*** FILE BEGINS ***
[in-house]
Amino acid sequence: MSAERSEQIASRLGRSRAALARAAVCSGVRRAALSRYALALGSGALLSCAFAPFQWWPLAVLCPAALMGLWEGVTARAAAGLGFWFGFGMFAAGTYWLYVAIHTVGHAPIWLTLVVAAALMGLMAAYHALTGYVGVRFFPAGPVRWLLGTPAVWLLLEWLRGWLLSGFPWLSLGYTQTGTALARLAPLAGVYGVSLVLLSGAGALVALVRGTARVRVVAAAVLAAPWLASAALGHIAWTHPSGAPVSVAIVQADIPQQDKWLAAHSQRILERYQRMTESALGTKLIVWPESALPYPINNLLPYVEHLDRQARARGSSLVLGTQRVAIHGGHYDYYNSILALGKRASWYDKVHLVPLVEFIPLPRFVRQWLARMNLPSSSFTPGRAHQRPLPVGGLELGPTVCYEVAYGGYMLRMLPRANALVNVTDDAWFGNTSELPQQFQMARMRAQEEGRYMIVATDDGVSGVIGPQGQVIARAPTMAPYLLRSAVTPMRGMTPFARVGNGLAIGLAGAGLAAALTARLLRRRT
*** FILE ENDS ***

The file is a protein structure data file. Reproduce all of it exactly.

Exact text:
[in-house]
Amino acid sequence: MSAERSEQIASRLGRSRAALARAAVCSGVRRAALSRYALALGSGALLSCAFAPFQWWPLAVLCPAALMGLWEGVTARAAAGLGFWFGFGMFAAGTYWLYVAIHTVGHAPIWLTLVVAAALMGLMAAYHALTGYVGVRFFPAGPVRWLLGTPAVWLLLEWLRGWLLSGFPWLSLGYTQTGTALARLAPLAGVYGVSLVLLSGAGALVALVRGTARVRVVAAAVLAAPWLASAALGHIAWTHPSGAPVSVAIVQADIPQQDKWLAAHSQRILERYQRMTESALGTKLIVWPESALPYPINNLLPYVEHLDRQARARGSSLVLGTQRVAIHGGHYDYYNSILALGKRASWYDKVHLVPLVEFIPLPRFVRQWLARMNLPSSSFTPGRAHQRPLPVGGLELGPTVCYEVAYGGYMLRMLPRANALVNVTDDAWFGNTSELPQQFQMARMRAQEEGRYMIVATDDGVSGVIGPQGQVIARAPTMAPYLLRSAVTPMRGMTPFARVGNGLAIGLAGAGLAAALTARLLRRRT